NAIROBI, Kenya, Feb. 19, 2013 /PRNewswire-USNewswire/ -- A highly anticipated report released today by the World Health Organization (WHO) and UN Environment Program (UNEP) underlines the urgent need for global action to address the dangers of endocrine disrupting chemicals. The WHO-UNEP report, the "Global Assessment of the State of the Science on Endocrine Disruptors" a highly-anticipated update the 2002 report of the same title raises concerns about the increased incidence of endocrine-related diseases in people and wildlife recently that it states cannot be explained by genetics alone. The report finds that "[w]orldwide, there has been a failure to adequately address the underlying environmental causes of trends in endocrine diseases and disorders."
At the September 2012 meeting of the governing body of the Strategic Approach to International Chemicals Management (SAICM) governments, industry, international organizations and civil society issued a consensus statement on "the potential adverse effects of endocrine disruptors on human health and the environment [… and] the need to protect humans, and ecosystems and their constituent parts that are especially vulnerable."
At the same meeting, endocrine disrupting chemicals (EDCs) were approved as an "emerging policy issue" under SAICM. However, now, five months later, civil society organizations are concerned by the slow pace of progress on the development of a SAICM work plan on EDCs as an "emerging policy issue." Activities requested by the governing body of SAICM on EDCs include an update to today's report by WHO-UNEP with particular attention to the needs of developing countries, case studies, and awareness-raising and capacity-building activities around the world.
"Today's report further highlights the need for global measures on endocrine disrupting chemicals," states Baskut Tuncak, attorney at the Center for International Environmental Law (CIEL) and coordinator of the IPEN working group on endocrine disrupting chemicals. "The organizations tasked with the development of this work plan need to give the development of the work plan the priority it deserves, in an open, participatory and transparent manner, as mandated last fall."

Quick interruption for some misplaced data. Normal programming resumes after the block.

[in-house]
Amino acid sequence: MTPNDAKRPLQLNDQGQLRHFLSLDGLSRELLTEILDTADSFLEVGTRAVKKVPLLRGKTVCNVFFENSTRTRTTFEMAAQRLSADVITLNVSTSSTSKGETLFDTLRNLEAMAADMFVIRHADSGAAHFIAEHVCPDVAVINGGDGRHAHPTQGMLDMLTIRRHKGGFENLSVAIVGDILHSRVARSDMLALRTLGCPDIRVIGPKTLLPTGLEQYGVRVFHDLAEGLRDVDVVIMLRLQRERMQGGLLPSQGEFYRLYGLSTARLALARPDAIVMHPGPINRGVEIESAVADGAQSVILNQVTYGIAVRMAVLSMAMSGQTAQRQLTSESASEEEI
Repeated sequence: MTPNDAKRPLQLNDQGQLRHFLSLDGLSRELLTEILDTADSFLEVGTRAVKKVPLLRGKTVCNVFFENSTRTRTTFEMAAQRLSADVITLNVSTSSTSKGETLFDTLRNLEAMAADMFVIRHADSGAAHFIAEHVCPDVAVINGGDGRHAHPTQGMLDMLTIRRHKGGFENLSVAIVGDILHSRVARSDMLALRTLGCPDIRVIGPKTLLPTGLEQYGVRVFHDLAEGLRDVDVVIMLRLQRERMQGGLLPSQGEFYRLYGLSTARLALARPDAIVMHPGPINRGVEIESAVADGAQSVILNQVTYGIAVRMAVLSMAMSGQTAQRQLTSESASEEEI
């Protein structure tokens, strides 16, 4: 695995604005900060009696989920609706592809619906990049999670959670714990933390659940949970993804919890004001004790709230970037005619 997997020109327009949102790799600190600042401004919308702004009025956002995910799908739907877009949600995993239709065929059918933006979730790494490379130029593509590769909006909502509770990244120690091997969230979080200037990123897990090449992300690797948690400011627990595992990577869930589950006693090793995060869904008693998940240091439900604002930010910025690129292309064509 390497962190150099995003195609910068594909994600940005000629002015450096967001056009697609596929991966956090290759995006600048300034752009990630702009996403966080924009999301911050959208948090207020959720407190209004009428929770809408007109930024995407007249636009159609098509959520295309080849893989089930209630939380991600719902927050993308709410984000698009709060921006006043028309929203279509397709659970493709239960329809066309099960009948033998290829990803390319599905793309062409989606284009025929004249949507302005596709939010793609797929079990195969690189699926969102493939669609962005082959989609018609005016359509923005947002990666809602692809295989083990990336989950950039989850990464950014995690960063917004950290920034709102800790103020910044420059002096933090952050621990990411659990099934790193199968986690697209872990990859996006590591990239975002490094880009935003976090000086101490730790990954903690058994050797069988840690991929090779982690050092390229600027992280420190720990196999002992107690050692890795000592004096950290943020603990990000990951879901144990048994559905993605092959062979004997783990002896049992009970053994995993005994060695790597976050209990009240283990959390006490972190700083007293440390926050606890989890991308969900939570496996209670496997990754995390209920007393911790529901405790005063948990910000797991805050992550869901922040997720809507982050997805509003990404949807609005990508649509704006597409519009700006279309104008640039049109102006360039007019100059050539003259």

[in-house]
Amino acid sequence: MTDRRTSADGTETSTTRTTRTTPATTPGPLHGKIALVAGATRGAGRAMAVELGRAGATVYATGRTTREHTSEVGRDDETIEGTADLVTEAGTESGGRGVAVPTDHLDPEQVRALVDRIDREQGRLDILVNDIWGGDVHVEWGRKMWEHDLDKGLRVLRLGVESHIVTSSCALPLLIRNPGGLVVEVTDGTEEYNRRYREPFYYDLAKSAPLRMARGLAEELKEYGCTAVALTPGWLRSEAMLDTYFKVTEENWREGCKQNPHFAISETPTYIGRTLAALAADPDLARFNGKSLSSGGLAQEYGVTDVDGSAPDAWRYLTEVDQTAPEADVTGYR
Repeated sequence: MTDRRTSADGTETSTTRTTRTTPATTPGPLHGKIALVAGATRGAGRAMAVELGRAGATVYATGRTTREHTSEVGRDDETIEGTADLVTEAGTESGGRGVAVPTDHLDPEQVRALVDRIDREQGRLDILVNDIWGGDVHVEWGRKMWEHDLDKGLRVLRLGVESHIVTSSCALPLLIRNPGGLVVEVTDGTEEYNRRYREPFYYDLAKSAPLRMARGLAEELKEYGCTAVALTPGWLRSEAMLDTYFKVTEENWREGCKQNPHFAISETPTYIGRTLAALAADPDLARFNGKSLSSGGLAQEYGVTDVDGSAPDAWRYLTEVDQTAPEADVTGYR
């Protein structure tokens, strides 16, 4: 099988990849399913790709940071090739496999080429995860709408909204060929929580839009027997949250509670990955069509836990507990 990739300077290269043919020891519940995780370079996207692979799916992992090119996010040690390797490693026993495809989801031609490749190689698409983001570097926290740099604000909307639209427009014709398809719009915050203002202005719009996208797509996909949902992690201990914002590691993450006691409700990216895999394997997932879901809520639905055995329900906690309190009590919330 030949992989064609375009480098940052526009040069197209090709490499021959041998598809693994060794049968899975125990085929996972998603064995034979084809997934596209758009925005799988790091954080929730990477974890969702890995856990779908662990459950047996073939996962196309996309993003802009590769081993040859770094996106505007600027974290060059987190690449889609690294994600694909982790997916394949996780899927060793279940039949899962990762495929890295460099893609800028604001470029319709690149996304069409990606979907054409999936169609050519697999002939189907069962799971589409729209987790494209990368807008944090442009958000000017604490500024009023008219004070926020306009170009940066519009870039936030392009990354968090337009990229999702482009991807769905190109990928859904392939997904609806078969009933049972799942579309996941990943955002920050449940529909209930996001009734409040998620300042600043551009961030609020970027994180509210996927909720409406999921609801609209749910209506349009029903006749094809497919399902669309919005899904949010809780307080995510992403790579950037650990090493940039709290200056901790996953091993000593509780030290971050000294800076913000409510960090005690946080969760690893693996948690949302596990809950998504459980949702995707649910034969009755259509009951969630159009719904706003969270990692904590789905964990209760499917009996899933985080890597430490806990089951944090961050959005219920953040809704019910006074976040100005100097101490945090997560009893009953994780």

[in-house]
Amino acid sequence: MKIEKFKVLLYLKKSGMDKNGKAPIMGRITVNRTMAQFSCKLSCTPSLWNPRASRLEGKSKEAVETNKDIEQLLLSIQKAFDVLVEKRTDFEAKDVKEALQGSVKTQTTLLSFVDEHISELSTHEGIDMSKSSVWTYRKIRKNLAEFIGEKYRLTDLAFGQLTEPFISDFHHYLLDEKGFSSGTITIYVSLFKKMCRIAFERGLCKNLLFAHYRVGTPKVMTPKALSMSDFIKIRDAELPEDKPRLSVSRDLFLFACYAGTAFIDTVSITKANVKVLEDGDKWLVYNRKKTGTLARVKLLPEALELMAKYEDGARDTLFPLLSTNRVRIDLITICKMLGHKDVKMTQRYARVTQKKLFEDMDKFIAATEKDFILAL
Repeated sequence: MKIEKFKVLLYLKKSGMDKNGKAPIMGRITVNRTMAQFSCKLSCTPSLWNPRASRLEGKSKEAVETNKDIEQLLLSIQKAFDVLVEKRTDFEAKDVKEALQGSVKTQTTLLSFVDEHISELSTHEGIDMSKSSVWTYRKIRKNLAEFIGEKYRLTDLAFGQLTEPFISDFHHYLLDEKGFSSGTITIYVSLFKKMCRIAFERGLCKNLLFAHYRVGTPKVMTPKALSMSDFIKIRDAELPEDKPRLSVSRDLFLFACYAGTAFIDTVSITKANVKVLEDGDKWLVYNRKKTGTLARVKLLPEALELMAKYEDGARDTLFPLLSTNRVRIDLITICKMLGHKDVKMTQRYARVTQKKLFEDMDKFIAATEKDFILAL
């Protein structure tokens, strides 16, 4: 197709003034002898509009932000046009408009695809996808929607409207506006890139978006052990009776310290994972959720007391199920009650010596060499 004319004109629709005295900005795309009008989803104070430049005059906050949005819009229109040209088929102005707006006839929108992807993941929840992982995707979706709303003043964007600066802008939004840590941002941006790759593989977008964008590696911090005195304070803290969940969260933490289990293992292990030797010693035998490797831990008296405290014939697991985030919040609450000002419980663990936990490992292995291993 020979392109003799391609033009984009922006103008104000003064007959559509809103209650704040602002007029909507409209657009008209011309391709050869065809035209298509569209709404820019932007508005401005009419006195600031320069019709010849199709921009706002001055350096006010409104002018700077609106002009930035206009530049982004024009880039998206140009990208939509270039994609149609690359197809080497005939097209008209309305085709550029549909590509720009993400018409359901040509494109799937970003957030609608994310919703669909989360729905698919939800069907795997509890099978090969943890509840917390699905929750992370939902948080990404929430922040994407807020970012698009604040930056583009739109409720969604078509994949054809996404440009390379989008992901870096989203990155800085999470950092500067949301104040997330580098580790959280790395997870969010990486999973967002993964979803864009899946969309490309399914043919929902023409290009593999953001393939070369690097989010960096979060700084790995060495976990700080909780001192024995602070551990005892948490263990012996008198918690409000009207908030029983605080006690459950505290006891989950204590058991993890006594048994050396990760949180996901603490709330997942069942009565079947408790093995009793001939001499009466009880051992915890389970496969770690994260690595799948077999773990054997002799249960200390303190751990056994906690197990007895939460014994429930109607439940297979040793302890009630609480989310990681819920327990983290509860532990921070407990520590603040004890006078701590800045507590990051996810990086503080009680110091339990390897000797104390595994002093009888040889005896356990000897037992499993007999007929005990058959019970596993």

The Endocrine Society, the world's oldest, largest, and most active organization devoted to research on hormones and the clinical practice of endocrinology, defines EDCs as "a compound, either natural or synthetic, which through environmental or inappropriate developmental exposures alters the hormonal and homeostatic systems that enable the organism to communicate with and respond to its environment."
The adverse effects that are increasingly linked to exposure to chemicals with endocrine disrupting properties include: effects on reproduction, such as infertility and reduced sperm count and viability; breast, mammary, testicular, and prostate cancers; type 2 diabetes, obesity, and heart disease; neurobehavioral outcomes; and thyroid and immune system dysfunction. Endocrine disrupting chemicals are found in food, indoor and outdoor environments, and a wide range of consumer products.
Staff Attorney, Center for International Environmental Law (CIEL)
Coordinator, IPEN working group on endocrine disrupting chemicals
+1 202 742 5854 or email@example.com
IPEN is a leading global organization working to establish and implement safe chemicals policies and practices to protect human health and the environment whose mission is a toxics-free future for all. IPEN helps build the capacity of its member organizations to implement on-the-ground activities, learn from each other's work, and work at the international level to set priorities and achieve new policies. http://www.ipen.org/